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Behind the Beautiful Forevers: Life, Death, and Hope in a Mumbai Undercity

3.97  ·  Rating details ·  103,048 ratings  ·  11,038 reviews
From Pulitzer Prize-winner Katherine Boo, a landmark work of narrative nonfiction that tells the dramatic and sometimes heartbreaking story of families striving toward a better life in one of the twenty-first century's great, unequal cities.

In this brilliantly written, fast-paced book, based on three years of uncompromising reporting, a bewildering age of global change and
Hardcover, 278 pages
Published February 7th 2012 by Random House
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Abhineet This book is not easy to read, let me be clear. The reason why I say so is the way author has put across the irony of our existences is quite shatterr…moreThis book is not easy to read, let me be clear. The reason why I say so is the way author has put across the irony of our existences is quite shatterring! I am an Indian National and a lot of this is already heard of, and still the insight is profoundly beautiful along with a courageous display of hopes. I would suggest that you buy the book without comparing it with any of your previous reads! :)(less)
Adora Myers Very good question. I wish I had a happy answer. Sadly, the rich vs poor scenario has existed for thousands of years and can be found everywhere in th…moreVery good question. I wish I had a happy answer. Sadly, the rich vs poor scenario has existed for thousands of years and can be found everywhere in the world. There are 100s (thousands?) of examples of governments that dissolve under the weight of their own corruption - severe inequality being a big part of that. Personally, I suspect ALL unequal society eventually impload - they are just replaced with another slightly less unequal society until that replacement imploads...and so on.

With massive amounts of scientific and historic data at our fingertips, you would think human beings everywhere would see this and change. Yet, it continues. Why? (shrug) I don't know. I could offer suggestions about individuals acting in self-interest and...similar ideas...but that's just me waxing darkly-philosophical. I on't actually have a hard or solid answer to this question: Why does the human race refuse to act in a manner that is beneficial to the entire species? I wish I knew.(less)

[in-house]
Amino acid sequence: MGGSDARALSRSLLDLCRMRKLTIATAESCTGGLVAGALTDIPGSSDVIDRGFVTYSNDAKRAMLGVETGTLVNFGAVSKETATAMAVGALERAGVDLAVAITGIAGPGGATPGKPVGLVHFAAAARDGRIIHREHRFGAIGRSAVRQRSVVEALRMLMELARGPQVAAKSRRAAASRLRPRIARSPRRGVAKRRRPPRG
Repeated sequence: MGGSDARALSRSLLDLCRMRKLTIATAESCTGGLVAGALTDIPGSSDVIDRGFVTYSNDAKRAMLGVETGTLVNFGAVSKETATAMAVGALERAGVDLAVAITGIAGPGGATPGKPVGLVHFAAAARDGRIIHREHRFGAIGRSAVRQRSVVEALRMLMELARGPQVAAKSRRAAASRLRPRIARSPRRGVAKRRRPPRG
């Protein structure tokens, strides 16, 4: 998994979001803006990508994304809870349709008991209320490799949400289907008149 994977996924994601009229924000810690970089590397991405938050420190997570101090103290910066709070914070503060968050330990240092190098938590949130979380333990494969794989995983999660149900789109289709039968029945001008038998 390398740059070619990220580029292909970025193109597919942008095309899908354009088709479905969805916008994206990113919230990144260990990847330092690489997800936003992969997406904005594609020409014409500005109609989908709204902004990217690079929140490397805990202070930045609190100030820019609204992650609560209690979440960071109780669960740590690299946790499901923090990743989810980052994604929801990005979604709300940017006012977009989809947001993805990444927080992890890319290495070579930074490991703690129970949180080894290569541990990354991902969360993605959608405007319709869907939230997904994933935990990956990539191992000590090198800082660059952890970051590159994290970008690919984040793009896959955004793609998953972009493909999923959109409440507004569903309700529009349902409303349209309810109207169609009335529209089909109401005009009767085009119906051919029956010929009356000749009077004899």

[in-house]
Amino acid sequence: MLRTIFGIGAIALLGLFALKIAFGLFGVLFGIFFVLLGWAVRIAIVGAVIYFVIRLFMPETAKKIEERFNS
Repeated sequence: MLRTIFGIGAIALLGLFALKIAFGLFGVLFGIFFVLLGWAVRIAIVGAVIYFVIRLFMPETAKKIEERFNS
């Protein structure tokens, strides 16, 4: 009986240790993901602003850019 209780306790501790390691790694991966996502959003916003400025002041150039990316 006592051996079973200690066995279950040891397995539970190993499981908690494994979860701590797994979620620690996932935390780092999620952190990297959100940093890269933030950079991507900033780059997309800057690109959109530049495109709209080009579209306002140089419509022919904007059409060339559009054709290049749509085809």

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Jeanette (Ms. Feisty)
I struggled a lot with how to review this because it's hard to separate the quality of the book from how it made me feel. So let me first say that Katherine Boo is an excellent writer and a dedicated observer. The book often reads like a novel, although it may not be the kind of novel you'd want to read.

Life in the Annawadi slum is brutal, and sometimes your neighbors are the ones most determined to make you suffer. The specific residents Boo chose to follow over a four-year period ended up emb
Paul Bryant
Aug 31, 2012 rated it it was amazing
Shelves: india

What, we need another well-off well-bred well-fed well-educated white person to tell us about the miseries of extreme poverty in the developing world? Because we just know the poor people couldn’t tell us themselves. It’s like in so many movies about the poor countries, you have to have a white guy as the hero – The Last King of Scotland, which is about Uganda, or The Constant Gardener, about Kenya; and lots more. I hate that.

Feb 27, 2012 rated it it was amazing
This is much scarier than any STEPHEN KING novel. I KEPT ON ASKING HOW THIS COULD NOT BE FICTION. I knew that Mumbai was impoverished, in the past. Yet , I read about the growing middle and professional classes. I saw specials on TV, which showed beautiful new apartment complexes.
According to Boo's book,the "Undercity" is still there. It is being squished as the planners grab every inch from the poor. The corruption of every institution is more pervasive than I can imagine. I wished that this w
Clare Cannon
May 08, 2012 rated it liked it
Shelves: adults, non-fiction

I knew this wouldn't be a feel-good book, but somehow the evocative title and the tragically poetic cover led me to be unprepared for the shocks that awaited from page one right through to the end.

My advice to all who want to read it: first, read the author's note at the end, it is excellent. It situates the book in its proper context and prepares you to take it seriously. Without this anchor, the melodrama of the narrative seems like Days of Our Lives set in Indian slums. But apart from the
Riku Sayuj

It often happens that I stay up with a book overnight because it is too good to be put down for something as mundane as sleep.

But it is a rare occurrence when I finish a book, turn the last page and go straight back to the beginning again, without even pausing to consider, without even thinking of a re-read, without a thought for the warm inviting bed (and without a thought even for the absurd challenge that looms in front of all reading towards the end of a year).